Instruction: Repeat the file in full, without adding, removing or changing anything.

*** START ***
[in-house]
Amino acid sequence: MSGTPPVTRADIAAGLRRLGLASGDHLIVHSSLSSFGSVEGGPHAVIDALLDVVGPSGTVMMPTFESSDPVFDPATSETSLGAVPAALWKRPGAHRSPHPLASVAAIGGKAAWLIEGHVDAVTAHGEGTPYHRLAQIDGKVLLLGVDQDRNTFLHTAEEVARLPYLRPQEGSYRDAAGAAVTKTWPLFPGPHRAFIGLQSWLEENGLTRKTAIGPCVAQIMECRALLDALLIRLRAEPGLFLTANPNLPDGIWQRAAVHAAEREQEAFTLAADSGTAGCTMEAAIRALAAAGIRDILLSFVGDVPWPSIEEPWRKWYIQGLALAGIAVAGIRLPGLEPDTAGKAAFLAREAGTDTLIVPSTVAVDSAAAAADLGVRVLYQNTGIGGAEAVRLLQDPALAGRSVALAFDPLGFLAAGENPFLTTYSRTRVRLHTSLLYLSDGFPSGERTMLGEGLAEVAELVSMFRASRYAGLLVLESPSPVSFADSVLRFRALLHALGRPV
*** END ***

[in-house]
Amino acid sequence: MSGTPPVTRADIAAGLRRLGLASGDHLIVHSSLSSFGSVEGGPHAVIDALLDVVGPSGTVMMPTFESSDPVFDPATSETSLGAVPAALWKRPGAHRSPHPLASVAAIGGKAAWLIEGHVDAVTAHGEGTPYHRLAQIDGKVLLLGVDQDRNTFLHTAEEVARLPYLRPQEGSYRDAAGAAVTKTWPLFPGPHRAFIGLQSWLEENGLTRKTAIGPCVAQIMECRALLDALLIRLRAEPGLFLTANPNLPDGIWQRAAVHAAEREQEAFTLAADSGTAGCTMEAAIRALAAAGIRDILLSFVGDVPWPSIEEPWRKWYIQGLALAGIAVAGIRLPGLEPDTAGKAAFLAREAGTDTLIVPSTVAVDSAAAAADLGVRVLYQNTGIGGAEAVRLLQDPALAGRSVALAFDPLGFLAAGENPFLTTYSRTRVRLHTSLLYLSDGFPSGERTMLGEGLAEVAELVSMFRASRYAGLLVLESPSPVSFADSVLRFRALLHALGRPV